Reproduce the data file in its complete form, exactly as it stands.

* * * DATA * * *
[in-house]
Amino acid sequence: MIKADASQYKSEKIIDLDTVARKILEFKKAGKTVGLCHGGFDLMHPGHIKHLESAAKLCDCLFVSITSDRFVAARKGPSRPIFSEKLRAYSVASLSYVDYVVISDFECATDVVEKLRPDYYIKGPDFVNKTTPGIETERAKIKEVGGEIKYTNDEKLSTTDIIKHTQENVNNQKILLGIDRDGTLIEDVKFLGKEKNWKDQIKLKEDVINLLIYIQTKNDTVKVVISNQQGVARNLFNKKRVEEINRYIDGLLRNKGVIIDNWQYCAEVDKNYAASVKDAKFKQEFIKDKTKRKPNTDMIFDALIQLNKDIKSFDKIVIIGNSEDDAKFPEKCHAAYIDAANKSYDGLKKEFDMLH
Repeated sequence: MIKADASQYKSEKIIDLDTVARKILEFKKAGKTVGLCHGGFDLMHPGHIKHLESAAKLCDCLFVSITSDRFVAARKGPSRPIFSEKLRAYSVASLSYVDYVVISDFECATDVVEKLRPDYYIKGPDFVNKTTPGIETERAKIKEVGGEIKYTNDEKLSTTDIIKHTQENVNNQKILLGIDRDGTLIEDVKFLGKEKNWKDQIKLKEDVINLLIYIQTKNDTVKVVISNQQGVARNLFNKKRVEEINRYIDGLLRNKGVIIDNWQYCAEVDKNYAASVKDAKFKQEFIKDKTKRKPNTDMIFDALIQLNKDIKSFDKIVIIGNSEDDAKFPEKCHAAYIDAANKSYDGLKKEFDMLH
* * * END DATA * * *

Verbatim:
[in-house]
Amino acid sequence: MIKADASQYKSEKIIDLDTVARKILEFKKAGKTVGLCHGGFDLMHPGHIKHLESAAKLCDCLFVSITSDRFVAARKGPSRPIFSEKLRAYSVASLSYVDYVVISDFECATDVVEKLRPDYYIKGPDFVNKTTPGIETERAKIKEVGGEIKYTNDEKLSTTDIIKHTQENVNNQKILLGIDRDGTLIEDVKFLGKEKNWKDQIKLKEDVINLLIYIQTKNDTVKVVISNQQGVARNLFNKKRVEEINRYIDGLLRNKGVIIDNWQYCAEVDKNYAASVKDAKFKQEFIKDKTKRKPNTDMIFDALIQLNKDIKSFDKIVIIGNSEDDAKFPEKCHAAYIDAANKSYDGLKKEFDMLH
Repeated sequence: MIKADASQYKSEKIIDLDTVARKILEFKKAGKTVGLCHGGFDLMHPGHIKHLESAAKLCDCLFVSITSDRFVAARKGPSRPIFSEKLRAYSVASLSYVDYVVISDFECATDVVEKLRPDYYIKGPDFVNKTTPGIETERAKIKEVGGEIKYTNDEKLSTTDIIKHTQENVNNQKILLGIDRDGTLIEDVKFLGKEKNWKDQIKLKEDVINLLIYIQTKNDTVKVVISNQQGVARNLFNKKRVEEINRYIDGLLRNKGVIIDNWQYCAEVDKNYAASVKDAKFKQEFIKDKTKRKPNTDMIFDALIQLNKDIKSFDKIVIIGNSEDDAKFPEKCHAAYIDAANKSYDGLKKEFDMLH